I tossed restlessly. There was something not quite right in my dream. The kitchen I stood in had a clean black and white checkered floor, a clean table and counters, but a strange, grunting sound was coming from a closet near the entrance.
As I watched with horror, the closet door slowly opened, out lurched a broom monster. It turned toward me and swept quickly across the floor, grunting hungrily. I backed away, turned and ran. The kitchen suddenly became as large as a house. Broom Monster chased me up stairs and down, past the kitchen table and the closet again and again, all the while wheezing, “Ughnth…ughnth…ughnth!”
Feeling totally panicked, I opened my mouth to scream, but the second the smallest sound came out, I woke up and found myself in bed. Moonlight streamed into the room through a window. Next to me in bed was my big sister, sound asleep, breathing deeply. With each exhalation she made the sound, “Ughnth…ughnth!”
The sheer panic I had felt in that dream was a bench mark for traditional Halloween horror. As I grew older, I found non-traditional goblins can terrorize a person. But not all of these fearful things make us want to scream our lungs out. Some of them just make us feel inadequate; others make us shudder with revulsion.
As a mother with young children, I felt intimated by Super Moms. These mothers crossed the t’s and dotted all the i’s of motherhood despite having a social life and working outside of their home. One day at work while watching a Super Mom sew a costume for one of her children during her break, I wondered if she also made costumes for the guppies in their aquarium.
Back home that evening, I schlumped around the house preparing supper. Between peeling potatoes and opening a can of mushrooms, I gathered up the Halloween artwork my children had made and taped them to the kitchen cabinets. They were all pictures of magic potion jars Niki and Tammie imagined a witch would have. One was labeled, “bat butts” others were labeled, “bee stingers”, “humming bird puke” and “rotten toad.”
When my children grew up and left home, Asian lady beetles saw the vacancy in my house and moved in. Each fall, immediately after they hatched, the stinky beetles squeezed into my house, uninvited. My doors were closed, but posed no problem. They flattened themselves like shape-shifters to travel through the convoluted door and window seals.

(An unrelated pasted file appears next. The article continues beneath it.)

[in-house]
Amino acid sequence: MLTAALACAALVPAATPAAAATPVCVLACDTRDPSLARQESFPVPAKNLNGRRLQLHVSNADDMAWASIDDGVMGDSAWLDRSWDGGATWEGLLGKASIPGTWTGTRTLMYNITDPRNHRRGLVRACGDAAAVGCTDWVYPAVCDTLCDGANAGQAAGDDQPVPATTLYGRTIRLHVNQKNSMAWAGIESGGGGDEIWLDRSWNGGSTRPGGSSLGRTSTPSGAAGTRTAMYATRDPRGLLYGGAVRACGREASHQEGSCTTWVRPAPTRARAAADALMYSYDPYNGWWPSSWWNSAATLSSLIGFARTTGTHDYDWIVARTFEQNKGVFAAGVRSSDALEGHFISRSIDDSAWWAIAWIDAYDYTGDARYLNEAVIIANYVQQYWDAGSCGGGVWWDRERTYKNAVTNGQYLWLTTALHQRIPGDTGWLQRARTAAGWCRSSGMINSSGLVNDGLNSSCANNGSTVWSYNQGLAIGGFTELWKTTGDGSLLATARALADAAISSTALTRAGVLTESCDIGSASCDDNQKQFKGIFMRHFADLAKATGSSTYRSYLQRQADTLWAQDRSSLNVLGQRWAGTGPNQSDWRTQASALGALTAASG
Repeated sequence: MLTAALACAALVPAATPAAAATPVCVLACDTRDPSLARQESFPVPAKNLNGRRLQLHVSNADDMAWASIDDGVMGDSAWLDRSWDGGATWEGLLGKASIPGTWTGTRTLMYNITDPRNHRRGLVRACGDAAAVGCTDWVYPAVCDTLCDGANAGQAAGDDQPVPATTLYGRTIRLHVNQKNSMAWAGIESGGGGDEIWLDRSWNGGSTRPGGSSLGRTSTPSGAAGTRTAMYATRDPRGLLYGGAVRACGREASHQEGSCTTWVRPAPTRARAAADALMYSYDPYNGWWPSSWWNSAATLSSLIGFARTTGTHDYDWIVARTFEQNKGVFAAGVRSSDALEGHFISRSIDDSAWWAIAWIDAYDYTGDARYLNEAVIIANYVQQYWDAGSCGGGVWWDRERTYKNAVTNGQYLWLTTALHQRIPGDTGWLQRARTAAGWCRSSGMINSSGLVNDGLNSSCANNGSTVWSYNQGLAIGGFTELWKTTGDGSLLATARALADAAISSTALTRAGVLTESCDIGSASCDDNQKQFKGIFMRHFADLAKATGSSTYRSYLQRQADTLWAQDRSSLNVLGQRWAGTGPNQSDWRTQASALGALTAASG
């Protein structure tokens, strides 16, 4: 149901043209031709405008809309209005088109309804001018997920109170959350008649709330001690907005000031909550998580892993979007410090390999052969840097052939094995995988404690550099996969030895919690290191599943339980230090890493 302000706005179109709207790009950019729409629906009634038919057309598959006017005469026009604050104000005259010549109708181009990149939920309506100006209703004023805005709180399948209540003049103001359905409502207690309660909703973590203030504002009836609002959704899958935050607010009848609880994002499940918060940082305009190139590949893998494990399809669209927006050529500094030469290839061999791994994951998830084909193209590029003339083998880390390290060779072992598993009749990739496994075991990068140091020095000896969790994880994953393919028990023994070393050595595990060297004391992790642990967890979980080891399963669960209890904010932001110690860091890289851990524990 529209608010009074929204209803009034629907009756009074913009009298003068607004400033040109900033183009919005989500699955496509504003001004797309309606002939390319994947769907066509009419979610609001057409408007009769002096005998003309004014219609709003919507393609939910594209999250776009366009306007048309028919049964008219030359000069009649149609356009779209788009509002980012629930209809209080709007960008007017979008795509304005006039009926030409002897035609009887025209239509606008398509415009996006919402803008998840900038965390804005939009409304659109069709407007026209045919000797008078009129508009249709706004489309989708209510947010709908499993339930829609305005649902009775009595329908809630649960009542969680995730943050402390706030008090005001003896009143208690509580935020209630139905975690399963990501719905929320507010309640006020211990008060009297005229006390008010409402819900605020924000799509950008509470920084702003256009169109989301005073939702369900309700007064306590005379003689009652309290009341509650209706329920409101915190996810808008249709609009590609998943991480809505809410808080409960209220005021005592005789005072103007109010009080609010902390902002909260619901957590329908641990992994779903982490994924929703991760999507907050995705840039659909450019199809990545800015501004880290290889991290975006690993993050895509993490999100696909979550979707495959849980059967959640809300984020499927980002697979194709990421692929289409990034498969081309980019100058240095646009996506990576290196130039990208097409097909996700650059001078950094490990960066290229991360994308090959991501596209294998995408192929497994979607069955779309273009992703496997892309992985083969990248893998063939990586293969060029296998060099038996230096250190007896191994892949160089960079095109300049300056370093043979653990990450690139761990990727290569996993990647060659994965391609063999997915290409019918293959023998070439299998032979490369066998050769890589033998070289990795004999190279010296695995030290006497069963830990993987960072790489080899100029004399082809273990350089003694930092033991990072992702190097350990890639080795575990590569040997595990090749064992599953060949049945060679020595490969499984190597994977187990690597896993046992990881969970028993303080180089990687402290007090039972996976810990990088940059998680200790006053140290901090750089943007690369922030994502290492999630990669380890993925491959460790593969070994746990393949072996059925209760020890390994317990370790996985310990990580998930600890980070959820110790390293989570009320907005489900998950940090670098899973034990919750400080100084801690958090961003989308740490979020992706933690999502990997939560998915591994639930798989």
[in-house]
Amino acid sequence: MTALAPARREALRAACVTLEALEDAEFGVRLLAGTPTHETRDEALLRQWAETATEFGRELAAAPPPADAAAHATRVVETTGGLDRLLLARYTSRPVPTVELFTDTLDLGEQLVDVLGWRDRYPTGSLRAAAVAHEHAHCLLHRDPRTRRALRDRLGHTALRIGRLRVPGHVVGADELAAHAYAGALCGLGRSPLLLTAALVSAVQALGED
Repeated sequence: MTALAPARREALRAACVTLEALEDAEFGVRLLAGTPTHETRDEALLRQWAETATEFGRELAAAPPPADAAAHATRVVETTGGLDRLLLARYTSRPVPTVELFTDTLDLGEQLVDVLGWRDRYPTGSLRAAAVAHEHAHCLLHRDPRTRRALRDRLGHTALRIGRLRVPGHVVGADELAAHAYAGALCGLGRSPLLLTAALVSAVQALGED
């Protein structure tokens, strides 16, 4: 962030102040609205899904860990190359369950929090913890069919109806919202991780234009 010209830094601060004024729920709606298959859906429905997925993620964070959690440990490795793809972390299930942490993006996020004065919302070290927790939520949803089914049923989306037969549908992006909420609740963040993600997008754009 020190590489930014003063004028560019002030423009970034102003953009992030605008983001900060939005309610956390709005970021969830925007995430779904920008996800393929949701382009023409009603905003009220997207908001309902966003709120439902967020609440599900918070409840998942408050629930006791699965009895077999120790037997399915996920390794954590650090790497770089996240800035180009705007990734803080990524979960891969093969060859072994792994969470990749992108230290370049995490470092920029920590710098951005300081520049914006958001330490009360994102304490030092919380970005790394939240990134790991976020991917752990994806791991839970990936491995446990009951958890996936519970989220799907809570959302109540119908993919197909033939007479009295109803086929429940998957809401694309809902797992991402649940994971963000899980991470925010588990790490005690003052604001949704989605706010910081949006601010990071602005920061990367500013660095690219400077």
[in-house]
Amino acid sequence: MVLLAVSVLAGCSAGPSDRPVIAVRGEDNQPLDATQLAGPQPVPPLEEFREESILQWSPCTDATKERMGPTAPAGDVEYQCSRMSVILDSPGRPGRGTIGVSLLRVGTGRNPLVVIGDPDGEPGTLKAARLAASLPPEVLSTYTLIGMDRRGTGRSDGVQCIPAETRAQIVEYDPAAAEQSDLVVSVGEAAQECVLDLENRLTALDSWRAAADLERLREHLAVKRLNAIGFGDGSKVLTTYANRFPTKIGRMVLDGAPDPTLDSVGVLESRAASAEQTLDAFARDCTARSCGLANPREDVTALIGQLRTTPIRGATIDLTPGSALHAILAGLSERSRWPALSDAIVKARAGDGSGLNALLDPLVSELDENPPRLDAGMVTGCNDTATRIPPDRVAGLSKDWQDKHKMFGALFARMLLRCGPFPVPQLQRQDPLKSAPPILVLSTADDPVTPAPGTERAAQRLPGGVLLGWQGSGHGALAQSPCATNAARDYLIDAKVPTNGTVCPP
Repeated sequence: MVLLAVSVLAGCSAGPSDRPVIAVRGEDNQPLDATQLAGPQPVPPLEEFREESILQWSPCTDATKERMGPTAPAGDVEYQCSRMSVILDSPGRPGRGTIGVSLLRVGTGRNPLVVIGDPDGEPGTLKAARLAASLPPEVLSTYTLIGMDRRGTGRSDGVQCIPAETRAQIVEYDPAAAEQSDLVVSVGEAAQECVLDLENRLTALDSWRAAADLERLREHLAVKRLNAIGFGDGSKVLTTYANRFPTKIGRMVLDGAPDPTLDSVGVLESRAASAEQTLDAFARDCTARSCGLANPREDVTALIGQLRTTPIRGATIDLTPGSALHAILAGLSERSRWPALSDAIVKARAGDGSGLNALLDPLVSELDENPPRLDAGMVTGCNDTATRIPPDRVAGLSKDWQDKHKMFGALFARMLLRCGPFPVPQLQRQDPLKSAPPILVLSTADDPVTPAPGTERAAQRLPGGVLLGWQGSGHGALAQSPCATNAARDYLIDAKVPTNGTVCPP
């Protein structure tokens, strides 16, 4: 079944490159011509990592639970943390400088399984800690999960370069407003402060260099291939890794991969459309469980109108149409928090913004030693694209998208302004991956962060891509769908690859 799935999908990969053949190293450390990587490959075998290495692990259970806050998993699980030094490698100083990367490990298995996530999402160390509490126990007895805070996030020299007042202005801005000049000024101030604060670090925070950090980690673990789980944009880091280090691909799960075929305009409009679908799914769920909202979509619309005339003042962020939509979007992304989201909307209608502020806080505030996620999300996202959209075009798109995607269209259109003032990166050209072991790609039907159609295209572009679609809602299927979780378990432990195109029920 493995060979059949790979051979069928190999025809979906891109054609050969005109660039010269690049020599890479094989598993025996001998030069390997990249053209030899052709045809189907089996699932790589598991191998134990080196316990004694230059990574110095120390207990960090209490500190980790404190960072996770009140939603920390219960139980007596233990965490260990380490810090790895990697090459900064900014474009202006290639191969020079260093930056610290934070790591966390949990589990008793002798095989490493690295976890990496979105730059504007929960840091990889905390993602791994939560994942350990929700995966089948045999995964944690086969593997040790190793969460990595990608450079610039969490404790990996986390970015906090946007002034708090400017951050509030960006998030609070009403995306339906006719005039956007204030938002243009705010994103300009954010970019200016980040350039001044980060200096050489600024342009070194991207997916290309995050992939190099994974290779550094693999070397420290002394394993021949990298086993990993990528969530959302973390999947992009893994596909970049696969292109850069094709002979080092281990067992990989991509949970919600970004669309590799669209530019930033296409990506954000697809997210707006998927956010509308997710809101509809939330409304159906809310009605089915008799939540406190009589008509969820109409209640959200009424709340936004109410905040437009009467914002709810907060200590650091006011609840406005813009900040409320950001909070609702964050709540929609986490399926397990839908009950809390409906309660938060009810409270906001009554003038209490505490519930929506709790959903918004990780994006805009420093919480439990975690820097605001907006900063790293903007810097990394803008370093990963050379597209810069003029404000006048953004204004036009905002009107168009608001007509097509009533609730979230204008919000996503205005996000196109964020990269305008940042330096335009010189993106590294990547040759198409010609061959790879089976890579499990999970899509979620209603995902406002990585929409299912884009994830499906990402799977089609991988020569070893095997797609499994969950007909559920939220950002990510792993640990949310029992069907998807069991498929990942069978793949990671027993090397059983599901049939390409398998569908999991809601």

Some of the lady beetles were smushed when I used the doors, leaving behind orange stains. The warning odor didn’t deter any of the other migrating lady beetles. They just stepped over the mess and continued on in.
One day, as I stood by the door with my vacuum, sucking up each beetle that emerged from the door-jam maze, my vacuum cleaner began to smell vile. I worried that not all of the beetles died from their trip to the vacuum bag. I pondered to my husband, “What if the survivors crawl out during the night with revenge on their minds?”
All winter long, the beetles crawl over every living space in my house. Sometimes they bite, other times they fall into the food I’m cooking. I hate them, but there wasn’t much I could do to get rid of them. I tried different potions like bay leaves and camphor, but it wasn’t until I discovered sprays made from chrysanthemums that the lady bug situation came under some control.
Asian lady beetles are not the same as the nice little lady bugs I had heard about and occasionally saw during my childhood. Whenever I see jewelry with lady bugs on them, I exclaim, “That is horrible! Why would a person want to wear a necklace, earring or a bracelet with a horrid bug on it?”
My grandchildren laugh and think my lady beetle revulsion is funny. They sometimes draw pictures of them and show me, purely for my reaction. I make a face and say, “Yuck!” For gift giving occasions, I have been given things like a vegetable brush or a timer that look like lady bugs…shudder!
Little did I know when a broom monster, a.k.a. sister, was terrorizing me in my sleep as a child, that there were other dreadful, horrible things in this world.